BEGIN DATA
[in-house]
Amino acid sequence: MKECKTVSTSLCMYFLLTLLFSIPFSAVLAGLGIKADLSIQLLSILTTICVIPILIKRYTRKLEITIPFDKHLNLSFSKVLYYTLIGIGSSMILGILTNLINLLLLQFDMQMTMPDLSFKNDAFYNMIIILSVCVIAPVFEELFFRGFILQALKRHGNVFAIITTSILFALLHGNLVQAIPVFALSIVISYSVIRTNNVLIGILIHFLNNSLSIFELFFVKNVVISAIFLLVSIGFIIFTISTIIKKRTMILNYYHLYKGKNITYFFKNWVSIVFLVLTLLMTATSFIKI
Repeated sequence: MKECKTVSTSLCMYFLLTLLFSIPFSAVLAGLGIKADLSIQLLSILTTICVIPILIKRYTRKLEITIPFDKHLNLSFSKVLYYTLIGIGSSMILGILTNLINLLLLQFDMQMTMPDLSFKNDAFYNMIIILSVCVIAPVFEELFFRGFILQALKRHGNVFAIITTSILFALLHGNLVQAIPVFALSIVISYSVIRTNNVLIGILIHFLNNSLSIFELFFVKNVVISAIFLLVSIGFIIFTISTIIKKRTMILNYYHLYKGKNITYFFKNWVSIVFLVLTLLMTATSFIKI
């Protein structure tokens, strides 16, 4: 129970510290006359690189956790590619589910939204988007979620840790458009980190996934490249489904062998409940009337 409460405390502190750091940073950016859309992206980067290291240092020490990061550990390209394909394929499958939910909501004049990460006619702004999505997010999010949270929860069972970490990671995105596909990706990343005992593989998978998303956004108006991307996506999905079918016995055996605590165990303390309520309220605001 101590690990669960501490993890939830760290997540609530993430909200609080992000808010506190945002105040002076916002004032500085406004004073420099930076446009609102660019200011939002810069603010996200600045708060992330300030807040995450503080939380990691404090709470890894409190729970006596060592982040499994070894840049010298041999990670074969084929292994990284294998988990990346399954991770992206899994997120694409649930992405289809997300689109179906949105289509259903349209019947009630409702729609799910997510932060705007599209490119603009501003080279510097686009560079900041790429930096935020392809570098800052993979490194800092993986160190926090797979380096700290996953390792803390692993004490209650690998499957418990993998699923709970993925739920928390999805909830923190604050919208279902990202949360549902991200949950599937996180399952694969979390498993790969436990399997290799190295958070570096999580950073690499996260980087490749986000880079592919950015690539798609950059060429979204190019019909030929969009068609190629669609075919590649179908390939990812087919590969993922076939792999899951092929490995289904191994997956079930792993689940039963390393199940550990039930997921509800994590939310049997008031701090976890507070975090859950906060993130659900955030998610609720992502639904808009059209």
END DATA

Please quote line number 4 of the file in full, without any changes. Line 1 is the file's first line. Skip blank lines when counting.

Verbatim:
């Protein structure tokens, strides 16, 4: 129970510290006359690189956790590619589910939204988007979620840790458009980190996934490249489904062998409940009337 409460405390502190750091940073950016859309992206980067290291240092020490990061550990390209394909394929499958939910909501004049990460006619702004999505997010999010949270929860069972970490990671995105596909990706990343005992593989998978998303956004108006991307996506999905079918016995055996605590165990303390309520309220605001 101590690990669960501490993890939830760290997540609530993430909200609080992000808010506190945002105040002076916002004032500085406004004073420099930076446009609102660019200011939002810069603010996200600045708060992330300030807040995450503080939380990691404090709470890894409190729970006596060592982040499994070894840049010298041999990670074969084929292994990284294998988990990346399954991770992206899994997120694409649930992405289809997300689109179906949105289509259903349209019947009630409702729609799910997510932060705007599209490119603009501003080279510097686009560079900041790429930096935020392809570098800052993979490194800092993986160190926090797979380096700290996953390792803390692993004490209650690998499957418990993998699923709970993925739920928390999805909830923190604050919208279902990202949360549902991200949950599937996180399952694969979390498993790969436990399997290799190295958070570096999580950073690499996260980087490749986000880079592919950015690539798609950059060429979204190019019909030929969009068609190629669609075919590649179908390939990812087919590969993922076939792999899951092929490995289904191994997956079930792993689940039963390393199940550990039930997921509800994590939310049997008031701090976890507070975090859950906060993130659900955030998610609720992502639904808009059209």